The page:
Every major and mid-sized airport, funded with taxes and user fees, needs to be completely reconfigured to reflect what the airline business is. Nothing related to individual airlines, but everything to facilitate people into, through, and out of the airport. Single receiving points for people bringing their cars to the ariport (the airport takes your car and parks it); separate points each for taxis, rail service, and personal drop-offs. Even a separate short runway to handle the people, EAS and others, coming from the little airports ( the “small people,” you know). Each receiving place would have a single collection point for your bags and they would send it off to a sorting place for delivery to your plane. Nothing for you to deal with individual airlines, so the airlines would have nothing directly to do or say about pricing bags. You, the passenger would then, without those messy bags, get shipped to the departure lounge area, which would be a single large shopping mall and a place for you place any of your onboard food needs, and for pillow/blanket orders, whatever. The food or other contractor would see that everthing got delivered to your plane. And then, you would get transported directly to your plane, parked out there somewhere. Not at a gate, because gates are too expensive and too inflexible.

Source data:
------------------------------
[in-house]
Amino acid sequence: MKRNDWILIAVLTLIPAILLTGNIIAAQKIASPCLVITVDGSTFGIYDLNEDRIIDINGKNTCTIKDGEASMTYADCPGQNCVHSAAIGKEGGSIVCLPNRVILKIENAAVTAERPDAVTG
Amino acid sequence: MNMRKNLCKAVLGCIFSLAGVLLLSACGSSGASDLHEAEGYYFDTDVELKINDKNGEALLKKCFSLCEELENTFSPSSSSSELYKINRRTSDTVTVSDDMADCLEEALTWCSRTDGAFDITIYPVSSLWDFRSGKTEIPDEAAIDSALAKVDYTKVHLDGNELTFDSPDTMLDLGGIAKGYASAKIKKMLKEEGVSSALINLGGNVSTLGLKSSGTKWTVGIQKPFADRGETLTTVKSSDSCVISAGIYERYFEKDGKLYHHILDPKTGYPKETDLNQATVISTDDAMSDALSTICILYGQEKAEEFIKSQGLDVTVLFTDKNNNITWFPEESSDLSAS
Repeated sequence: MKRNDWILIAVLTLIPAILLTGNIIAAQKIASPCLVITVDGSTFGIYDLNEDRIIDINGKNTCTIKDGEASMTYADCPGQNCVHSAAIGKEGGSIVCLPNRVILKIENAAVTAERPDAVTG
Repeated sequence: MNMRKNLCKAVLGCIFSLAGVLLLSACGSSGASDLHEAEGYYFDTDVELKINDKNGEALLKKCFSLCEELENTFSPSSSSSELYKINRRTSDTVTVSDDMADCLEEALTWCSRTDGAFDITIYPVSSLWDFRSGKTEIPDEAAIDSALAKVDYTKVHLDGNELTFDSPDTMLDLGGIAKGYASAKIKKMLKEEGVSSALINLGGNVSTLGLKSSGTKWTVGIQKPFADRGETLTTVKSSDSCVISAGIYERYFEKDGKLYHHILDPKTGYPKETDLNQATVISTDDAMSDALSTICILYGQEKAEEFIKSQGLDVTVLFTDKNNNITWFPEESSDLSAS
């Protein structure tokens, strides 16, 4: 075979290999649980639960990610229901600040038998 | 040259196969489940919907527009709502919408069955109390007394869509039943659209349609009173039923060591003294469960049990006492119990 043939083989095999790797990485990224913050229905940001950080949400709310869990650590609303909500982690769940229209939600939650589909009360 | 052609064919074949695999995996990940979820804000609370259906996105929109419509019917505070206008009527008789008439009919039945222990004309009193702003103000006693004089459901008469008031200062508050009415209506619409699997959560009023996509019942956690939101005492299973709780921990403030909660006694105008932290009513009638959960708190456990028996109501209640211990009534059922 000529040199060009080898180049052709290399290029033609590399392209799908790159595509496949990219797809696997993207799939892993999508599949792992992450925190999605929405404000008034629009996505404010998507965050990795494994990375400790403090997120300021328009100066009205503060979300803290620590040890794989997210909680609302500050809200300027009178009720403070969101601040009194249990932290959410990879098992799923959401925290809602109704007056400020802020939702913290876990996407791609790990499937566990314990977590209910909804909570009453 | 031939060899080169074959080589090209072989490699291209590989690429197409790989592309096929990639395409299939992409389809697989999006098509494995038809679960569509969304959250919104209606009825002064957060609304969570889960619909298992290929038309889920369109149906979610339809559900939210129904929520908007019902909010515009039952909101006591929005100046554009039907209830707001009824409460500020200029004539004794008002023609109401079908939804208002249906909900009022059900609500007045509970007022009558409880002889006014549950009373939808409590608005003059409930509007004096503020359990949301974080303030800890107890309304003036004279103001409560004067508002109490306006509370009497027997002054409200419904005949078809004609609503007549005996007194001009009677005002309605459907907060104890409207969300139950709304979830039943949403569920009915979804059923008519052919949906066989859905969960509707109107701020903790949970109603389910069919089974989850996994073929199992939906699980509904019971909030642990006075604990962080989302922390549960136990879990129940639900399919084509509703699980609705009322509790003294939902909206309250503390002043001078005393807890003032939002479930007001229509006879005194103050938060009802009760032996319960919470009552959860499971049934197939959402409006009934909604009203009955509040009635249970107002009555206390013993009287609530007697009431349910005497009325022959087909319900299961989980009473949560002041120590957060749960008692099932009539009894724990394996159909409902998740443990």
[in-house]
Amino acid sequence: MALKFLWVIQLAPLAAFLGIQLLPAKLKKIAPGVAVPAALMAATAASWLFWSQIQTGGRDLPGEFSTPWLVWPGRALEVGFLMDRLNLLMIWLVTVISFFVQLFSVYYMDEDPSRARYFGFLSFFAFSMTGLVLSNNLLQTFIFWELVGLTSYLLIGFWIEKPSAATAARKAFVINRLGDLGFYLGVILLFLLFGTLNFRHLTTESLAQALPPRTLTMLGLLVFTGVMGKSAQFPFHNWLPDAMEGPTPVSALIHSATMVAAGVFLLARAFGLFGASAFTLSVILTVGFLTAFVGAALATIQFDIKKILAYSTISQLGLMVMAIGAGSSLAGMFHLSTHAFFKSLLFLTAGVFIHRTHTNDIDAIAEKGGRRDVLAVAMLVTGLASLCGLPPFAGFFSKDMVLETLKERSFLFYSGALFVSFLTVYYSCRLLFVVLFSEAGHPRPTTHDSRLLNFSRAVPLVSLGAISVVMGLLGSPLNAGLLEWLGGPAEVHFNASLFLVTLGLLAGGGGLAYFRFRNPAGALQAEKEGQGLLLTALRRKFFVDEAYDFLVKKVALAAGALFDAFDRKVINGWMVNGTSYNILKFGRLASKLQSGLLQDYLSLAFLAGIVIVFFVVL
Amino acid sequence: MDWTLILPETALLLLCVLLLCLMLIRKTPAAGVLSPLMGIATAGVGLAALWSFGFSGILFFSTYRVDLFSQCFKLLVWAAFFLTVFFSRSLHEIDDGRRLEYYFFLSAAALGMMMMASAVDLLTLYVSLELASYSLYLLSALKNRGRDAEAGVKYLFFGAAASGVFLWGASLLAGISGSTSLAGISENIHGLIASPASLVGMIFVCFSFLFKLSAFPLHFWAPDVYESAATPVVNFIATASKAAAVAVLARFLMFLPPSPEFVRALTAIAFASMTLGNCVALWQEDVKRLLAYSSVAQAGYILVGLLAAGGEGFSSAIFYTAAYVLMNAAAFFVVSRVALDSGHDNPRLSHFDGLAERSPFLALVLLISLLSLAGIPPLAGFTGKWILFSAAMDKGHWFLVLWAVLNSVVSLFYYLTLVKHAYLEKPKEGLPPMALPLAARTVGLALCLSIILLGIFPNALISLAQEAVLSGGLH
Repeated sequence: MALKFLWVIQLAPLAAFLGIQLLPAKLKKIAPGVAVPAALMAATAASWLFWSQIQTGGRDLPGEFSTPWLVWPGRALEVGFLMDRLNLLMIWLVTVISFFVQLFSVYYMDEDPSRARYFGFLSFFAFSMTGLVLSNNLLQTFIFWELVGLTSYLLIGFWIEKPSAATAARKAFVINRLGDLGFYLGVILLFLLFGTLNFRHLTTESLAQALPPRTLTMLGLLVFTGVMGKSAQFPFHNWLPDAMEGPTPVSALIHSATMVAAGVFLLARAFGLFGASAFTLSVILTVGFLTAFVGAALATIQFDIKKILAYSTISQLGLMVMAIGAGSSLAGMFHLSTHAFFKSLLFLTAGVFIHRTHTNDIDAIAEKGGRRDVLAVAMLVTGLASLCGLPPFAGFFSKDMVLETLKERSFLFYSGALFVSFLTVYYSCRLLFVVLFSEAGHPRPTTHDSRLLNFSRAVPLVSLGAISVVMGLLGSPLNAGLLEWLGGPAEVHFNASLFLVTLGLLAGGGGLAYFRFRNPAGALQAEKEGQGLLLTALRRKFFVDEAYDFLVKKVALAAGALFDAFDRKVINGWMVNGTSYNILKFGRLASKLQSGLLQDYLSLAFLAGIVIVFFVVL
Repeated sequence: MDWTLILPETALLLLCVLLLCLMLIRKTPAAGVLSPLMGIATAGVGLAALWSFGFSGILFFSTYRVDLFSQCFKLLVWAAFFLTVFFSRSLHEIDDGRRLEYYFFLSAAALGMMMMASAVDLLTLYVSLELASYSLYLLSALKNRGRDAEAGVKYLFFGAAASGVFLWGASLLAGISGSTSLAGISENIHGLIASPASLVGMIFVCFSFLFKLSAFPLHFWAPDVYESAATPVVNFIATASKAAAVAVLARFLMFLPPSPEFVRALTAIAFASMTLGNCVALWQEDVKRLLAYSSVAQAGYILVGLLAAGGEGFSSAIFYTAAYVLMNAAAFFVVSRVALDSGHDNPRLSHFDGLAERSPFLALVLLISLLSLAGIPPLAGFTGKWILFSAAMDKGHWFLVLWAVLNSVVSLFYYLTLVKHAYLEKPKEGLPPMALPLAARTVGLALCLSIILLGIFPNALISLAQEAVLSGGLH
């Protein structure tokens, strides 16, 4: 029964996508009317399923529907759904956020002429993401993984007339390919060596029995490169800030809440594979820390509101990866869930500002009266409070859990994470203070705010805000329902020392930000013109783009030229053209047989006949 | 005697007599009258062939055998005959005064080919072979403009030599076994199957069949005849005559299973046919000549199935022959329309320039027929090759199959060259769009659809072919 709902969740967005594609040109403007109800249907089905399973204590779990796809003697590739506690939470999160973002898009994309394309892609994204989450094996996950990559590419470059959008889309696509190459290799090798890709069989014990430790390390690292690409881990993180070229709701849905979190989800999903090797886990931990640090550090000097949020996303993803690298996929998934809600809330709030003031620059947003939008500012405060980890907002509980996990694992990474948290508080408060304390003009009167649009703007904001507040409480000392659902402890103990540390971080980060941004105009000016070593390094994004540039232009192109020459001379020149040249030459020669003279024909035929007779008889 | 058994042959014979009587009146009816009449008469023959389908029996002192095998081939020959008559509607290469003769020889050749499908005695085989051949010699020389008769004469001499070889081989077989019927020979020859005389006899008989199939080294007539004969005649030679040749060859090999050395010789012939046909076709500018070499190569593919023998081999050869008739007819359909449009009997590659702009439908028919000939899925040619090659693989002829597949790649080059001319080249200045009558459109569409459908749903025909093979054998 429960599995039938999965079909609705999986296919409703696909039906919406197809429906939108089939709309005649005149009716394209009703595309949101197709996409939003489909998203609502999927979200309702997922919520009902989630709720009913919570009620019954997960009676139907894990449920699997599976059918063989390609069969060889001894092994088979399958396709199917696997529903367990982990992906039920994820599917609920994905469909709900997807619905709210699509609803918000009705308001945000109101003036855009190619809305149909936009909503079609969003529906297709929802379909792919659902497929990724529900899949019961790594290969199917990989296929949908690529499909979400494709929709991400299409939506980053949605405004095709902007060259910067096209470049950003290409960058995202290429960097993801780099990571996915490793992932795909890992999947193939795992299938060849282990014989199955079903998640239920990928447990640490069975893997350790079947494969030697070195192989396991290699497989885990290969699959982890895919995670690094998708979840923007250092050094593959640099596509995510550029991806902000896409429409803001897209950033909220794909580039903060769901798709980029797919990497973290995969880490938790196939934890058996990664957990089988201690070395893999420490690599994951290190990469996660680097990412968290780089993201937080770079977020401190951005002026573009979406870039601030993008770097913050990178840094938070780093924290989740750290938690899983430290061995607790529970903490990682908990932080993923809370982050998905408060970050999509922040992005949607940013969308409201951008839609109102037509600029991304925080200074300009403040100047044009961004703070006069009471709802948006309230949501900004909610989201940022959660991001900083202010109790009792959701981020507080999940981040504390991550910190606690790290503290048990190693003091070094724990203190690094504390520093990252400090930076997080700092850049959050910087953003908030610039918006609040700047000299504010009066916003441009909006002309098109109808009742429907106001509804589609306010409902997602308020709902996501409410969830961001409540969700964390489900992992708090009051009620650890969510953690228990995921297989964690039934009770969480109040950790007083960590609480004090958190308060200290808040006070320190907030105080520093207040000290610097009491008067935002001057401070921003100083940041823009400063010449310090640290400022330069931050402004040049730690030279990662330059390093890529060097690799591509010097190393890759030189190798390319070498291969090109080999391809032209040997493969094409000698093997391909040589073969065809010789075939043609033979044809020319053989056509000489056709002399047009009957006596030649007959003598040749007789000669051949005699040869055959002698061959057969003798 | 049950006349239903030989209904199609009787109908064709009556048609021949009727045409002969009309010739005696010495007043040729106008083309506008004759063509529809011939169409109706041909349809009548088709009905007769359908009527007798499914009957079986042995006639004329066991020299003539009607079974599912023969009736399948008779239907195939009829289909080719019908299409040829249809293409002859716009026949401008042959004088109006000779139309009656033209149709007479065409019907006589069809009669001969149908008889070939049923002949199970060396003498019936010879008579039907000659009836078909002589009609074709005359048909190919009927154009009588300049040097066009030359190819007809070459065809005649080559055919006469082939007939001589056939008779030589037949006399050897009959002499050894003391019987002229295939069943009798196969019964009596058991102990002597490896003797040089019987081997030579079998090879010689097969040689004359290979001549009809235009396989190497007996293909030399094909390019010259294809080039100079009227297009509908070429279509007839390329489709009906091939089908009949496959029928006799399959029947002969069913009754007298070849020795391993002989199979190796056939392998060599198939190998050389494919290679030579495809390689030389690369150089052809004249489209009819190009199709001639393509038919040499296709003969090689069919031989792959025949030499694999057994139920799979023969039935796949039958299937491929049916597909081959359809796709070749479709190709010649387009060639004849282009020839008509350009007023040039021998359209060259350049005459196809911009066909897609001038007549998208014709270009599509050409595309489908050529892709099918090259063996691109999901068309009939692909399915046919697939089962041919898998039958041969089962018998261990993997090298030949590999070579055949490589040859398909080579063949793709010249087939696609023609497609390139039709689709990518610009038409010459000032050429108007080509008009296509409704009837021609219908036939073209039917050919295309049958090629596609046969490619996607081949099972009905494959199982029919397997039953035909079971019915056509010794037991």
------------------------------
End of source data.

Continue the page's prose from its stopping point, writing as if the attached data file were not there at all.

The big change is that you would deal with the airport contractor(s), not the airline(s), for check-in, baggage handling, food service, and everything else, except operating the plane.

    Worrying about how to save money shipping your bags is like rearranging deck chairs on the Titanic. Enough already! Can we get this done by, oh, Labor Day?

    • Jay, aren’t half of the things you say already done?

      • JayB says:

        Just me, but I’ve been driving to IAD and flying out and back on UA since just about the day the airport was built. Luv the beautiful terminal, but just about everything I use, and seeing everything else there I don’t use, seems like a total, uncoordinated, gigantic mess, whose cost I believe is far, far about what I think it should be.